That was until a single, wishful Penny Arcade forum thread put development into the hands of Zeboyd Games, creator of offbeat retro RPGs Breath of Death VII and Cthulhu Saves the World. Zeboyd took the same retro approach with the final two Penny Arcade games, releasing both Rain-Slick 3 and Rain-Slick 4 within a year of each other. The fourth game wasn't as successful coming out of the gate, says Boyd, but a recent Steam sale has helped put it on par with the third in terms of sales. "The biggest difference is just a lot more people know about us. Sales wise, [the Rain-Slick games] haven't been mega blockbusters. They've done decently, both of them, but it's not like we're rolling in extra money now. But, yeah, they've really helped our profile a lot. It's a lot easier to get the media to pay attention to us." He adds that working with Penny Arcade was "really educational."
Zeboyd worked with Penny Arcade producer Jeff Kalles, who has experience with Nintendo, working on properties like Eternal Darkness and Pokemon, says Boyd. "He came at game development from a very non-indie perspective, so I think we were able to learn a lot from him about game development, putting polish, play testing. You know, stuff that's able to help us make even better games than we made before."
"At first, he would make these requests that we just thought were completely idiotic, just because they were so nitpicky. But then after we thought about it, we were like, 'no no, this will actually make our game feel a lot more polished and professional feeling.'" Even with a producer on the project, he says, Penny Arcade gave Zeboyd "a lot of leeway" with the property. Penny Arcade furnished the story for both games, he says, but everything surrounding the gameplay was left up to Boyd and Stiernberg. "They didn't get involved too much with the actual development of it, outside of the story and outside of that final polish layer, and bug testing and all that, and deciding when the game was ready to ship. The actual design, they let us do what we wanted, basically."
Even the story that Penny Arcade handed down wound up being a collaborative process, he says. After the initial cancellation of Episode 3, Penny Arcade's Jerry Holkins adapted the game into a short story, which eventually served as the basis for Zeboyd's version. "I ended up writing the rough draft of the script for the game, and then [Holkins] went back, edited it and made sure all the characters sounded like they were supposed to." One of Holkins' biggest contributions were the cheeky in-game descriptions of the game's monsters – "It LIVES for this," reads the description of the Ladder Mimic, a ferocious, man-eating ladder. "With the monster descriptions, he just really got into that. A few of them I wrote, but most of them were all him."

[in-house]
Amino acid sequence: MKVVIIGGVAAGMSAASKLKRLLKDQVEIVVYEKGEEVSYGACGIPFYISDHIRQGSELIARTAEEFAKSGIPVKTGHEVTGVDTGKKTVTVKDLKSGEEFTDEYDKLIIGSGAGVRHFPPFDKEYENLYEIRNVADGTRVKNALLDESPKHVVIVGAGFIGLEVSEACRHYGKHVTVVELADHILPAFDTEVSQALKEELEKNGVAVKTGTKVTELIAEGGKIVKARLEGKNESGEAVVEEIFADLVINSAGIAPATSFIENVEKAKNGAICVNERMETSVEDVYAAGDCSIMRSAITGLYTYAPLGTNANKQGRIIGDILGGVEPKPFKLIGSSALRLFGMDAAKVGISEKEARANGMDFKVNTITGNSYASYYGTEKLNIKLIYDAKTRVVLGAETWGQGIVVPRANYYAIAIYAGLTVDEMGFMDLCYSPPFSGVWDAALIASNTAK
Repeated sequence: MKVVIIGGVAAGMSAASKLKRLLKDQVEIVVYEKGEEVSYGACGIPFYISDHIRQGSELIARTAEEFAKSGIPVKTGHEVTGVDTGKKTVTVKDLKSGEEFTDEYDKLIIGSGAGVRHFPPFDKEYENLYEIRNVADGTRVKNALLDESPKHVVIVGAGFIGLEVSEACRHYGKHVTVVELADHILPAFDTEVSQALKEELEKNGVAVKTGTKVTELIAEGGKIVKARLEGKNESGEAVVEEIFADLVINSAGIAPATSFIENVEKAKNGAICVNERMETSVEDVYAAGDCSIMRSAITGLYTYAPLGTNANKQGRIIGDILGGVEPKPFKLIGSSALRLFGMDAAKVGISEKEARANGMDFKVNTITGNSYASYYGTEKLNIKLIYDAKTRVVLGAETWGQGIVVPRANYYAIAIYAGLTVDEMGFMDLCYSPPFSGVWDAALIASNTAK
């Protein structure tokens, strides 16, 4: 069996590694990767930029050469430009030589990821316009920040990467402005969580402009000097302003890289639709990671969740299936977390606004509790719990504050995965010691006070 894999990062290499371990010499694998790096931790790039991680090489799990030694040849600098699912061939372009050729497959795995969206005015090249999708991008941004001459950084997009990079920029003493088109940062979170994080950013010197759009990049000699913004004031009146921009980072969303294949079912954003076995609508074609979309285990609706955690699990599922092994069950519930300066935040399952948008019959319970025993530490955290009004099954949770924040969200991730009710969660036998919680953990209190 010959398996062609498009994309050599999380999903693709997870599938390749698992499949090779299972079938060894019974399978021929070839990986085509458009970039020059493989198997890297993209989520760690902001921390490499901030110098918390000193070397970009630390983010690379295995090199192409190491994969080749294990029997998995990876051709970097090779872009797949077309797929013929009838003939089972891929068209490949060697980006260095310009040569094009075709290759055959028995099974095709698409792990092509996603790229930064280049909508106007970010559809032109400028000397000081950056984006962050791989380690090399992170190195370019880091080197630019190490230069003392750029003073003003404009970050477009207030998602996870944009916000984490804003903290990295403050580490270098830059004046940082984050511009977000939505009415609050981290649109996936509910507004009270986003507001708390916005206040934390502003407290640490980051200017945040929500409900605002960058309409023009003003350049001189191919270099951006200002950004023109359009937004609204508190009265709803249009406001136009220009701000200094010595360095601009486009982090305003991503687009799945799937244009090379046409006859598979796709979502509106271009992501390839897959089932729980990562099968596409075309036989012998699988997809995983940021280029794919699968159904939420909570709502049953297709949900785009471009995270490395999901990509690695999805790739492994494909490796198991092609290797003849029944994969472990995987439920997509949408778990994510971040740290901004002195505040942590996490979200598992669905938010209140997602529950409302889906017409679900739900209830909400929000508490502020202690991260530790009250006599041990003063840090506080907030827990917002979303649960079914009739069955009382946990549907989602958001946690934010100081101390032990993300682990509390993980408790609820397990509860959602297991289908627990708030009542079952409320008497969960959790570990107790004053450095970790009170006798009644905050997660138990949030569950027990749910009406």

Despite the highly publicized collaboration, though, Boyd maintains that the impact of working with Penny Arcade has been fairly limited. "Don't get me wrong, neither game bombed or did horribly, or anything like that. We got decent sales from both games, and we've been getting decent sales from Cthulhu and Breath of Death. We made enough money to keep working as a developer, but not enough money that we can start hiring new people, that kind of thing." The studio is "planning on staying small," he says, and he and Stiernberg work well together.
This kind of freedom has allowed Zeboyd to move directly onto Cosmic Star Heroine, which looks to be a small change in direction for the developer. Cosmic Star Heroine will still leverage a retro RPG vibe, but its combat will be a new experiment for Zeboyd. "That's one of the big differences with this new project, is that there's no separate battle screen. You'll be running around and an enemy will see you, and then it'll start a battle wherever you happen to be in the game world." The closest and most obvious comparison would be Square's classic Chrono Trigger, says Boyd. The new system should speed up combat, he says, and should allow for new gameplay elements based on player positioning.
Zeboyd's previous projects, especially Cthulhu Saves the World and Breath of Death VII, have parodied the classic RPGs of the 8- and 16-bit eras, a layer Boyd says is laid on top of a deliberate gameplay design. "We always design our games to focus on gameplay first, and then the parody story aspect is just something we put on top of that, which I think differentiates us from some indie game developers, who are all about the story and they just kind of slap a game on top of the story."
Cosmic Star Heroine's overall plot and character development will be "more serious" than Zeboyd's previous titles, with tinges of humor. The project is also set to feature a base-building mechanic similar to the Suikoden series, Boyd reveals. "You can find people and add them to your town, or your base or whatever, and make it grow and give you new features and such." There will be multi-character combination abilities as well and a new item loadout system that regenerates a player's stock in designated safe areas rather than immediately after battle, as was the case in its Rain-Slick titles.
Zeboyd is aiming to launch the Kickstarter for Cosmic Star Heroine in September, with a planned final release in the second half of 2014. Penny Arcade's On the Rain-Slick Precipice of Darkness 4 is currently available on Steam.